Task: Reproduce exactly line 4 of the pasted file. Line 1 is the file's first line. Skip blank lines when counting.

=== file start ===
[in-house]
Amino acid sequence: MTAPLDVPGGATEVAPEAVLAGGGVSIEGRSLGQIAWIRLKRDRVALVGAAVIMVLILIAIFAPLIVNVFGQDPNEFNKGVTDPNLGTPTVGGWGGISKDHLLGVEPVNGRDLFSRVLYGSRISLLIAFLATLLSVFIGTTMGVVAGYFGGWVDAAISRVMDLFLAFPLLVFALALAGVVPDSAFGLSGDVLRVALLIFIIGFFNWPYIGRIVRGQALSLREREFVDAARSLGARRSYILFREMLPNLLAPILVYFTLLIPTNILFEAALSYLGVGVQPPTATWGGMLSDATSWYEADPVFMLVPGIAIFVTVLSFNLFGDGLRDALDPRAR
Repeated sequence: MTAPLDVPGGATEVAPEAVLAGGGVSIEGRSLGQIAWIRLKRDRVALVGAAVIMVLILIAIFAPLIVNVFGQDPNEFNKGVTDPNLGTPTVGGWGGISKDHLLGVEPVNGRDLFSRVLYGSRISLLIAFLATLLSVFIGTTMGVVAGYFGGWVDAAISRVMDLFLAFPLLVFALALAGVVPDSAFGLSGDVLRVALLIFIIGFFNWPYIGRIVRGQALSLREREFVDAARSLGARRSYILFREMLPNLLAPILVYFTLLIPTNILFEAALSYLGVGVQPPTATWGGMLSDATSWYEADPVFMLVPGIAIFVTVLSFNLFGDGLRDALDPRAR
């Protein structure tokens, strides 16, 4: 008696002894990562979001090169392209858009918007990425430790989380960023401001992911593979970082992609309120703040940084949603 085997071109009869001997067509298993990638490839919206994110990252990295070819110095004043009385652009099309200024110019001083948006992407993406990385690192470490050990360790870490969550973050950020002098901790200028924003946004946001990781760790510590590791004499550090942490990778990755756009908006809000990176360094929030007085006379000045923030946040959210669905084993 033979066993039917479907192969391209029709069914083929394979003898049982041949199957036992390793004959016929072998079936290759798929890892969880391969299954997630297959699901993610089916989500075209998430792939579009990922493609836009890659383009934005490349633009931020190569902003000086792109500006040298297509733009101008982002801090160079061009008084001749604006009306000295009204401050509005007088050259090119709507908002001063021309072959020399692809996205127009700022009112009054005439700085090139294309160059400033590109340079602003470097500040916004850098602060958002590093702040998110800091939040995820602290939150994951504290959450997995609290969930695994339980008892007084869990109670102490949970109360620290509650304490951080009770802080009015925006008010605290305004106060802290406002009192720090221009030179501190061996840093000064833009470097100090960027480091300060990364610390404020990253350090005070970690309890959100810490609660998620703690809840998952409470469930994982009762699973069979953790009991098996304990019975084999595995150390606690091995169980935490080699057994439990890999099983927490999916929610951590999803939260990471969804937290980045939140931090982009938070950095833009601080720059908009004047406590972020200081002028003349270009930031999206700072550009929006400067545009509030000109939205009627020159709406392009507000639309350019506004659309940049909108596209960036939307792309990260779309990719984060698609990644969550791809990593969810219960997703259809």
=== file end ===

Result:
């Protein structure tokens, strides 16, 4: 008696002894990562979001090169392209858009918007990425430790989380960023401001992911593979970082992609309120703040940084949603 085997071109009869001997067509298993990638490839919206994110990252990295070819110095004043009385652009099309200024110019001083948006992407993406990385690192470490050990360790870490969550973050950020002098901790200028924003946004946001990781760790510590590791004499550090942490990778990755756009908006809000990176360094929030007085006379000045923030946040959210669905084993 033979066993039917479907192969391209029709069914083929394979003898049982041949199957036992390793004959016929072998079936290759798929890892969880391969299954997630297959699901993610089916989500075209998430792939579009990922493609836009890659383009934005490349633009931020190569902003000086792109500006040298297509733009101008982002801090160079061009008084001749604006009306000295009204401050509005007088050259090119709507908002001063021309072959020399692809996205127009700022009112009054005439700085090139294309160059400033590109340079602003470097500040916004850098602060958002590093702040998110800091939040995820602290939150994951504290959450997995609290969930695994339980008892007084869990109670102490949970109360620290509650304490951080009770802080009015925006008010605290305004106060802290406002009192720090221009030179501190061996840093000064833009470097100090960027480091300060990364610390404020990253350090005070970690309890959100810490609660998620703690809840998952409470469930994982009762699973069979953790009991098996304990019975084999595995150390606690091995169980935490080699057994439990890999099983927490999916929610951590999803939260990471969804937290980045939140931090982009938070950095833009601080720059908009004047406590972020200081002028003349270009930031999206700072550009929006400067545009509030000109939205009627020159709406392009507000639309350019506004659309940049909108596209960036939307792309990260779309990719984060698609990644969550791809990593969810219960997703259809």